The observation of defendant's manner of driving provided the arresting officer with reasonable grounds to believe that defendant was committing the offense of driving while intoxicated. The measure of probable cause is the practical and factual considerations employed by reasonable and prudent men in every day affairs. (People v. Johnson (1973), 15 Ill. App.3d 741, 305 N.E.2d 208.) Probable cause to arrest does not require evidence sufficient to convict. People v. Doss (1970), 44 Ill.2d 541, 256 N.E.2d 753; People v. Novak (1965), 33 Ill.2d 343, 211 N.E.2d 235, cert. denied, 384 U.S. 1016, 16 L.Ed.2d 1037, 86 S.Ct. 1980.

The argument that an arrest was unconstitutional because there was time to obtain a warrant was rejected in United States v. Watson (1976), ___ U.S. ___, 46 L.Ed.2d 598, 96 S.Ct. 820. It was there held that where the statute concerned authorized arrest upon probable cause, an arrest made under the authority of the statute was not invalid because of a failure to obtain a warrant. It was stated that in passing the statute Congress had decided against conditioning such arrest upon exigent circumstances.

In People v. Johnson (1970), 45 Ill.2d 283, 259 N.E.2d 57, the court expressly rejected an argument that an arrest could only be affected where there was "hot pursuit," or circumstances which did not permit sufficient time to obtain a warrant. In that case several days intervened between ascertaining probable cause and the arrest. See also People v. Weathers (1974), 18 Ill. App.3d 338, 309 N.E.2d 795, leave to appeal denied; People v. Martin (1974), 24 Ill. App.3d 710, 321 N.E.2d 368, and People v. Franklin (1974), 22 Ill. App.3d 775, 317 N.E.2d 611.

Upon the issue of the validity of the arrest made at defendant's home, the record is not clear that the officers did, in fact, enter. It is shown that they knocked at the door, identified themselves and that an occupant went to defendant's bedroom and "brought him out".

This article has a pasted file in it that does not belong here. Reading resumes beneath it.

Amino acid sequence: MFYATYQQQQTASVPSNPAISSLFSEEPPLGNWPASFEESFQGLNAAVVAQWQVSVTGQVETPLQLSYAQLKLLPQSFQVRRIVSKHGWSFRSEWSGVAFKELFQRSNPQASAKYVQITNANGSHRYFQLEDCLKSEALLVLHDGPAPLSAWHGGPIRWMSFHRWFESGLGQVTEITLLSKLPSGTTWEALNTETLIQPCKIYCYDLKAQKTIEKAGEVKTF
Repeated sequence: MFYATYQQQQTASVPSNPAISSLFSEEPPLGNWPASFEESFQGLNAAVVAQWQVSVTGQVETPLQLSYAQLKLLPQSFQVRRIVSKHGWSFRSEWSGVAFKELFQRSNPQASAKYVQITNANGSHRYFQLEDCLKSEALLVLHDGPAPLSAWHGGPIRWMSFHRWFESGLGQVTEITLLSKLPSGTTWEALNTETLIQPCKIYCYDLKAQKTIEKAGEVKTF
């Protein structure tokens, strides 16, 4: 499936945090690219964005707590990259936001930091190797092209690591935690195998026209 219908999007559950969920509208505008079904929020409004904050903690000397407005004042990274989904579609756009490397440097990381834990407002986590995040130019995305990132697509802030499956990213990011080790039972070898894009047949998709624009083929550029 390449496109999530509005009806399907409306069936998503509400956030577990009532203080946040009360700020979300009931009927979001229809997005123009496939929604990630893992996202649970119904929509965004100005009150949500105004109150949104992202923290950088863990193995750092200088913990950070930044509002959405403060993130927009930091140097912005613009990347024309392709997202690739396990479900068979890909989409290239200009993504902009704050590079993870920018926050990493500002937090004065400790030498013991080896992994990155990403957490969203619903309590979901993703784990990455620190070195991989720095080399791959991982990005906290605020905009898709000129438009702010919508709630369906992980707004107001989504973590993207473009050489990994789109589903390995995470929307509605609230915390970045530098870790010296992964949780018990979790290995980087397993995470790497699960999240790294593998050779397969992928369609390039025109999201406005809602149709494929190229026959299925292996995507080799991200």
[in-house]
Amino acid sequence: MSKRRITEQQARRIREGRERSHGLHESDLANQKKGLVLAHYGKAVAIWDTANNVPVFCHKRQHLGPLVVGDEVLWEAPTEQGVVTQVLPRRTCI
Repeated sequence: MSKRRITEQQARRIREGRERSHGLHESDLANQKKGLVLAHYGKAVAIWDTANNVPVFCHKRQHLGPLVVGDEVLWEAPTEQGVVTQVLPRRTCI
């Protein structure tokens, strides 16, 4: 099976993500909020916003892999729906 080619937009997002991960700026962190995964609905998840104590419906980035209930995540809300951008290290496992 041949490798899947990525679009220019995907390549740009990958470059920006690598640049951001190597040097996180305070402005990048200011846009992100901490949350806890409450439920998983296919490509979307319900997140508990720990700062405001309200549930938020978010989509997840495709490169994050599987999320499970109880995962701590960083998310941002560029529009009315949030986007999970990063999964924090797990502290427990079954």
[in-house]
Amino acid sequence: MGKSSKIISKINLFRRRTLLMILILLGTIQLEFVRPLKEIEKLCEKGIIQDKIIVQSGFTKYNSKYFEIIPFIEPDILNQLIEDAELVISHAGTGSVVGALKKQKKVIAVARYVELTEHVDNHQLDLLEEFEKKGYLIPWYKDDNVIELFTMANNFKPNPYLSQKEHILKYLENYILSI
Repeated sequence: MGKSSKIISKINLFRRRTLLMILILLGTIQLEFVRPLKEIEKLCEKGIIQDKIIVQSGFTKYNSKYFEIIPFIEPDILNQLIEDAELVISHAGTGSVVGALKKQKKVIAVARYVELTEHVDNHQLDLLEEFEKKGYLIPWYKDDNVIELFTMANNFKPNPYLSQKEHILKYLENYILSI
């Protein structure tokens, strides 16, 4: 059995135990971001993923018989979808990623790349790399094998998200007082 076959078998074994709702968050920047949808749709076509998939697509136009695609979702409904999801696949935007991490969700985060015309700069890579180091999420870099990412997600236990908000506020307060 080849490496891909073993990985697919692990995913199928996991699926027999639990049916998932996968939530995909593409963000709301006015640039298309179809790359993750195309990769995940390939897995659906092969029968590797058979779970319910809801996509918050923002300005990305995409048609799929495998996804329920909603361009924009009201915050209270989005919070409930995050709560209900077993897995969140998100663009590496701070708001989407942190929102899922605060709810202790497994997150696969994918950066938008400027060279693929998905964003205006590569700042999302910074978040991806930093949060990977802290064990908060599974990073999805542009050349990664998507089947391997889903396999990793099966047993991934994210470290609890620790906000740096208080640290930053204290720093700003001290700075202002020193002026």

Section 107-5(d) of the Code of Criminal Procedure (Ill. Rev. Stat. 1973, ch. 38, par. 107-5(d), provides:

"All necessary and reasonable force may be used to effect an entry into any building or property or part thereof to make an authorized arrest."

Here, as in People v. Johnson (1970), 45 Ill.2d 283, 259 N.E.2d 57, probable cause to arrest was ascertained before entry.

In Miller v. United States (1958), 357 U.S. 301, 2 L.Ed.2d 1332, 78 S.Ct. 1190, it was stated that the common law authorized entry upon private premises to arrest without a warrant if the officer announced his authority and purpose prior to entry. The same conclusion is stated in Wong Sun v. United States (1963), 371 U.S. 471, 9 L.Ed.2d 441, 83 S.Ct. 407. In People v. Barbee (1966), 35 Ill.2d 407, 220 N.E.2d 401, and People v. Sprovieri (1969), 43 Ill.2d 223, 252 N.E.2d 531, it was determined that an officer authorized to make an arrest is also authorized to use force if refused admittance after announcing his authority and purpose. See also ALI, a Model Code of Pre-arraignment Procedure, § 120.6(1) (1975).

In Ker v. California (1963), 374 U.S. 23, 10 L.Ed.2d 726, 83 S.Ct. 1623, the court affirmed convictions where warrantless arrests were made upon private property upon authority of a statute following the announcement of the officer's authority and purpose. Assuming arguendo that the arresting officer did actually enter the residence of defendant to make an arrest the act was not illegal.

• 2 In refusing to consider the arguments of exigency of time for purposes of making necessary tests for alcoholic intoxication, the record shows that it was some 27 miles from the place of arrest to an available judicial facility where a warrant might be obtained. In Schmerber v. California (1966), 384 U.S. 757, 16 L.Ed.2d 908, 86 S.Ct. 1826, upon essentially identifical facts the court concluded that the officer might reasonably believe that the time required to obtain a warrant might result in the destruction of evidence.

The judgment below is reversed and the cause is remanded for further proceedings not inconsistent with the views expressed.

Reversed and remanded with directions.

GREEN and SIMKINS, JJ., concur.

19760902